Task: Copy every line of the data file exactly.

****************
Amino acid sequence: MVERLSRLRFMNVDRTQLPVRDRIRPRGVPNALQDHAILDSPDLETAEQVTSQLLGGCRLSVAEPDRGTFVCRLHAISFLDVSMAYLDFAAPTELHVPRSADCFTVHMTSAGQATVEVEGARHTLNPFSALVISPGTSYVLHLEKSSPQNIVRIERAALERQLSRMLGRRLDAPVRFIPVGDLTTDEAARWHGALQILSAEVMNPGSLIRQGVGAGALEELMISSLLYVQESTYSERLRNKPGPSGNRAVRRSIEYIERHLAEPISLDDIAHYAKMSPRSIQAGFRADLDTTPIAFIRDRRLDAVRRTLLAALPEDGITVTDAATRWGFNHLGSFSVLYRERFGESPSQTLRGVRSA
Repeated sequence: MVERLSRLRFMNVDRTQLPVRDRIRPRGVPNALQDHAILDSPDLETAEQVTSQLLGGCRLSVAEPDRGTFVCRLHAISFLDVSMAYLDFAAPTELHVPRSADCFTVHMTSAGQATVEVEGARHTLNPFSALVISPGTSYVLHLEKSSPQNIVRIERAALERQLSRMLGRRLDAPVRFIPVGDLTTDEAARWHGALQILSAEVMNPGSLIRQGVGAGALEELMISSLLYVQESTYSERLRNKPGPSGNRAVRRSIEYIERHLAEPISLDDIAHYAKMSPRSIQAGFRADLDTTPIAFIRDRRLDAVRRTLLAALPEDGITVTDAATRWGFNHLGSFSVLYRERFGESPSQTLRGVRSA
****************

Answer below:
Amino acid sequence: MVERLSRLRFMNVDRTQLPVRDRIRPRGVPNALQDHAILDSPDLETAEQVTSQLLGGCRLSVAEPDRGTFVCRLHAISFLDVSMAYLDFAAPTELHVPRSADCFTVHMTSAGQATVEVEGARHTLNPFSALVISPGTSYVLHLEKSSPQNIVRIERAALERQLSRMLGRRLDAPVRFIPVGDLTTDEAARWHGALQILSAEVMNPGSLIRQGVGAGALEELMISSLLYVQESTYSERLRNKPGPSGNRAVRRSIEYIERHLAEPISLDDIAHYAKMSPRSIQAGFRADLDTTPIAFIRDRRLDAVRRTLLAALPEDGITVTDAATRWGFNHLGSFSVLYRERFGESPSQTLRGVRSA
Repeated sequence: MVERLSRLRFMNVDRTQLPVRDRIRPRGVPNALQDHAILDSPDLETAEQVTSQLLGGCRLSVAEPDRGTFVCRLHAISFLDVSMAYLDFAAPTELHVPRSADCFTVHMTSAGQATVEVEGARHTLNPFSALVISPGTSYVLHLEKSSPQNIVRIERAALERQLSRMLGRRLDAPVRFIPVGDLTTDEAARWHGALQILSAEVMNPGSLIRQGVGAGALEELMISSLLYVQESTYSERLRNKPGPSGNRAVRRSIEYIERHLAEPISLDDIAHYAKMSPRSIQAGFRADLDTTPIAFIRDRRLDAVRRTLLAALPEDGITVTDAATRWGFNHLGSFSVLYRERFGESPSQTLRGVRSA